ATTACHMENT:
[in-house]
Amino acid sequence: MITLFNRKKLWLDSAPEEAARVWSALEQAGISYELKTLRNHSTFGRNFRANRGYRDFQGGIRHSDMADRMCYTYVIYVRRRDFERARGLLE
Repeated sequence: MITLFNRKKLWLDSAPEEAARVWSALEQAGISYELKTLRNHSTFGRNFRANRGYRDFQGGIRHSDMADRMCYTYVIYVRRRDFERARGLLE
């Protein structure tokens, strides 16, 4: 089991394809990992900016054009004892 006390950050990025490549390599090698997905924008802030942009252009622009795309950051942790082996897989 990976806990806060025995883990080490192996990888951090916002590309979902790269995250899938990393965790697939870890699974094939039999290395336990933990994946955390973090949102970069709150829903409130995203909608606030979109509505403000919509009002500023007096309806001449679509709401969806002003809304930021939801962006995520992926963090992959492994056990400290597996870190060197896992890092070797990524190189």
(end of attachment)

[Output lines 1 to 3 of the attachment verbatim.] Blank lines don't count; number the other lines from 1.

[in-house]
Amino acid sequence: MITLFNRKKLWLDSAPEEAARVWSALEQAGISYELKTLRNHSTFGRNFRANRGYRDFQGGIRHSDMADRMCYTYVIYVRRRDFERARGLLE
Repeated sequence: MITLFNRKKLWLDSAPEEAARVWSALEQAGISYELKTLRNHSTFGRNFRANRGYRDFQGGIRHSDMADRMCYTYVIYVRRRDFERARGLLE